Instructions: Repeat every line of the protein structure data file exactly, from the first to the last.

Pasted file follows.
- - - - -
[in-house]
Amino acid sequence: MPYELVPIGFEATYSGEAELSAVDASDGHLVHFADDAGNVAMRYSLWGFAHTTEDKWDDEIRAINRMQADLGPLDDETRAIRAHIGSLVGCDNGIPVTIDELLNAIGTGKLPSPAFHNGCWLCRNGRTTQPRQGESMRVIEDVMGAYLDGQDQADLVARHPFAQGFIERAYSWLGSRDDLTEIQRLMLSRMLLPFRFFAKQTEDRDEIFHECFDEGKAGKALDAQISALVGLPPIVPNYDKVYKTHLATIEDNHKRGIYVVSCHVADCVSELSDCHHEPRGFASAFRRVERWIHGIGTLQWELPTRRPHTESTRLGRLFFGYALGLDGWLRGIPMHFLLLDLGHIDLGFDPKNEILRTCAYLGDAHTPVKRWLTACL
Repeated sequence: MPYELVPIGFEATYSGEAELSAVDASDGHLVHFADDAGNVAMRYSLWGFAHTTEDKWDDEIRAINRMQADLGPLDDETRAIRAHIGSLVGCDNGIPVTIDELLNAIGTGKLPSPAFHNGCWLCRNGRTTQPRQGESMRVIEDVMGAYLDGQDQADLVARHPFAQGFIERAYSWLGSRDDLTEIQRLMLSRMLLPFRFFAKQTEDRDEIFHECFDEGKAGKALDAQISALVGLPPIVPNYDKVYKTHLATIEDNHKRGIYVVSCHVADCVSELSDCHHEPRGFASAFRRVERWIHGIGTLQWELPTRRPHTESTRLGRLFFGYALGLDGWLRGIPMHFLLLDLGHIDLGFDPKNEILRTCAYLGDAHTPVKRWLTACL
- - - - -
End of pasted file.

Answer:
[in-house]
Amino acid sequence: MPYELVPIGFEATYSGEAELSAVDASDGHLVHFADDAGNVAMRYSLWGFAHTTEDKWDDEIRAINRMQADLGPLDDETRAIRAHIGSLVGCDNGIPVTIDELLNAIGTGKLPSPAFHNGCWLCRNGRTTQPRQGESMRVIEDVMGAYLDGQDQADLVARHPFAQGFIERAYSWLGSRDDLTEIQRLMLSRMLLPFRFFAKQTEDRDEIFHECFDEGKAGKALDAQISALVGLPPIVPNYDKVYKTHLATIEDNHKRGIYVVSCHVADCVSELSDCHHEPRGFASAFRRVERWIHGIGTLQWELPTRRPHTESTRLGRLFFGYALGLDGWLRGIPMHFLLLDLGHIDLGFDPKNEILRTCAYLGDAHTPVKRWLTACL
Repeated sequence: MPYELVPIGFEATYSGEAELSAVDASDGHLVHFADDAGNVAMRYSLWGFAHTTEDKWDDEIRAINRMQADLGPLDDETRAIRAHIGSLVGCDNGIPVTIDELLNAIGTGKLPSPAFHNGCWLCRNGRTTQPRQGESMRVIEDVMGAYLDGQDQADLVARHPFAQGFIERAYSWLGSRDDLTEIQRLMLSRMLLPFRFFAKQTEDRDEIFHECFDEGKAGKALDAQISALVGLPPIVPNYDKVYKTHLATIEDNHKRGIYVVSCHVADCVSELSDCHHEPRGFASAFRRVERWIHGIGTLQWELPTRRPHTESTRLGRLFFGYALGLDGWLRGIPMHFLLLDLGHIDLGFDPKNEILRTCAYLGDAHTPVKRWLTACL